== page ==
political advocacy

Dayton Area Advocacy Update – January

Tyler Warner General News, government affairs

National News

As many members observed, the federal government was subject to a shutdown that went on for 3 days. Agencies and programs tied to real estate that was impacted included, but was not limited to:

  • NFIP National Flood Insurance Program
  • Federal Housing Administration
  • Government Sponsored Enterprises
  • Rural Housing Programs
  • VA Loan Guaranty Program
  • Internal Revenue Service
  • Social Security Administration

On January 22nd, congressional leaders came to an agreement to reopen the federal government until February 8th.

National Association of REALTORS® President Elizabeth Mendenhall issued the following statement in response to the end of the federal government’s shutdown:

“We are pleased that members of Congress were able to come together to extend short-term funding for the federal government and end the shutdown, which thankfully, will have only a minimal impact on real estate transactions. However, following this shutdown we strongly urge Congress to speed passage of legislation to reauthorize and reform the National Flood Insurance Program for a longer term and end the uncertainty of the current stopgap approach.”

For a more in-depth view of how the shutdown affects your industry, click here.

Local News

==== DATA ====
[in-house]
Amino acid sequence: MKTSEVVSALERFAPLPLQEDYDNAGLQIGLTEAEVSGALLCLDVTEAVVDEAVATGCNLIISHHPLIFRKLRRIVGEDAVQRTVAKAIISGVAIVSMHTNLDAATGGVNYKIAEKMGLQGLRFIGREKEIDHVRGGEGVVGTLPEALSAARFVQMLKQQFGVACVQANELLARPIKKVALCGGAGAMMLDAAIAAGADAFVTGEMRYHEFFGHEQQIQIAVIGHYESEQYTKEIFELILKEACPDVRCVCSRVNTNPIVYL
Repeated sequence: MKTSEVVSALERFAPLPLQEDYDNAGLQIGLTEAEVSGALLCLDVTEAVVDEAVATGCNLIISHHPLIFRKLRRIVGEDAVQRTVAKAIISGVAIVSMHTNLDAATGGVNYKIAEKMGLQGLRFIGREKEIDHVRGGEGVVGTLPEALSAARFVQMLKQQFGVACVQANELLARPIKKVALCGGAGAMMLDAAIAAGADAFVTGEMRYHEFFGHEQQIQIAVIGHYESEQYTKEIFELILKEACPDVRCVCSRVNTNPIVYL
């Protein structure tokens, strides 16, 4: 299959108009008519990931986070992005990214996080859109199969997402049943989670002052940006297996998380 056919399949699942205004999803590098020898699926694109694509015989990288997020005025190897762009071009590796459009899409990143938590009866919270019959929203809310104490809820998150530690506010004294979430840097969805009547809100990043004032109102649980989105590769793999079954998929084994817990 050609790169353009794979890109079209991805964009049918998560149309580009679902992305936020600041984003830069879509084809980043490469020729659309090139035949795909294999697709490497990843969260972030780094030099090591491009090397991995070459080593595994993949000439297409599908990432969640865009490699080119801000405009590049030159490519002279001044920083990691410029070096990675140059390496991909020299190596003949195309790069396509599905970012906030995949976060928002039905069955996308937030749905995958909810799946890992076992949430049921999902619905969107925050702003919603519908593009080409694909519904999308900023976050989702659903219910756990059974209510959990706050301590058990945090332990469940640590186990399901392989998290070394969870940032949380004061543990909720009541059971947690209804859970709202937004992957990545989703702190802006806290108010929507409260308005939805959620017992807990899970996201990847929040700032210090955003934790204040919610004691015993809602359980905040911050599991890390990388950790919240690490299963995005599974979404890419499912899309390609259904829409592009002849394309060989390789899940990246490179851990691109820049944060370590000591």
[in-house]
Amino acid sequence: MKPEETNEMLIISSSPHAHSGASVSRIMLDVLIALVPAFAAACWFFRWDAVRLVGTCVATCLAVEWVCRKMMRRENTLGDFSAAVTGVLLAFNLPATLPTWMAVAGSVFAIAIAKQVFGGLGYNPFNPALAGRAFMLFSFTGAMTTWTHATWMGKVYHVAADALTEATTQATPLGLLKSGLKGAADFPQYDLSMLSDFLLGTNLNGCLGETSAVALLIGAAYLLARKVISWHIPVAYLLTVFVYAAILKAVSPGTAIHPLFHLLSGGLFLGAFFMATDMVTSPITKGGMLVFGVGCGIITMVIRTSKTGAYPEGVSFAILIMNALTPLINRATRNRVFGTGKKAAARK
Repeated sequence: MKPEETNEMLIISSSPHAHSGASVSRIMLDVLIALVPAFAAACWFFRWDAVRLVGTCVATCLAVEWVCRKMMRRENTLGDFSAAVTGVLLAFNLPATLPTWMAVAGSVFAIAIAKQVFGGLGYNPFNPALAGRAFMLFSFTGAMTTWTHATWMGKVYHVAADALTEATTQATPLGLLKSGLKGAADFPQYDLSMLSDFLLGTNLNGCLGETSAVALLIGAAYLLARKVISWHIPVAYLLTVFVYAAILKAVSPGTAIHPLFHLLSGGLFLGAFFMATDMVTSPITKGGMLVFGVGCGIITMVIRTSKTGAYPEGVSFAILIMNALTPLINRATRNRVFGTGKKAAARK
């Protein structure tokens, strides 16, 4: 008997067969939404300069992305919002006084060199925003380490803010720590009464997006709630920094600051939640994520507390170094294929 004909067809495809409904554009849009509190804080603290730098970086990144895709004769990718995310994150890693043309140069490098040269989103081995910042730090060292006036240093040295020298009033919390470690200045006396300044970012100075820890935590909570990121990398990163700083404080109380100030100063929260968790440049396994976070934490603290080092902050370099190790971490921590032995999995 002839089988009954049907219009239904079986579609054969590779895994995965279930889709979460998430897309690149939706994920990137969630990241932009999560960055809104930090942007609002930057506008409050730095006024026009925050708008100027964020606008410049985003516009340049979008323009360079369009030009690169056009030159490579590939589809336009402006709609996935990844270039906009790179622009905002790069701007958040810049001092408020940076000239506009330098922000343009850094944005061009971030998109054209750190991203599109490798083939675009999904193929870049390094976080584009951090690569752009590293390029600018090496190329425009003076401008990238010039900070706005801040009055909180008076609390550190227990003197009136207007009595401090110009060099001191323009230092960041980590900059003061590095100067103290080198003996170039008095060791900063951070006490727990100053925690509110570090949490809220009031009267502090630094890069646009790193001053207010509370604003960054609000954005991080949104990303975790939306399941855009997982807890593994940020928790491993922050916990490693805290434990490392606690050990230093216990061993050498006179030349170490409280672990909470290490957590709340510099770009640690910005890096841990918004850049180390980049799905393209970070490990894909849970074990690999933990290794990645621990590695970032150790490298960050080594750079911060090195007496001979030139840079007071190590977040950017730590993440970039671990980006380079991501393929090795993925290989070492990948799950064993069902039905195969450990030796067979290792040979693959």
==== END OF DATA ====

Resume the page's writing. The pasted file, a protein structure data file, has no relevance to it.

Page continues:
Many residents were shocked to hear of Premier Health’s decision to close Good Samaritan Hospital in Northwest Dayton. What has largely been considered the neighborhood’s anchor employer with over 1,600 employees was central to CityWide Development’s Phoenix Project, aimed to reduce blighted housing and improve infrastructure in the surrounding neighborhood.

Although the city has said they remain committed to the planned projects already in motion for 2018, they were quiet about what will be done beyond the end of the year. Premier has stated that they are committed to seeing the razing and redevelopment through and vouched to not simply leave the site.  They announced a partnership with CityWide Development Corp. and will also be utilizing Columbus firm NEXT to review redevelopment of the property.

Elsewhere in the Miami Valley, West Carrollton has asked for residents’ input in regard to reviewing their zoning codes to allow residential farming. Details of the community survey are expected to be released next month.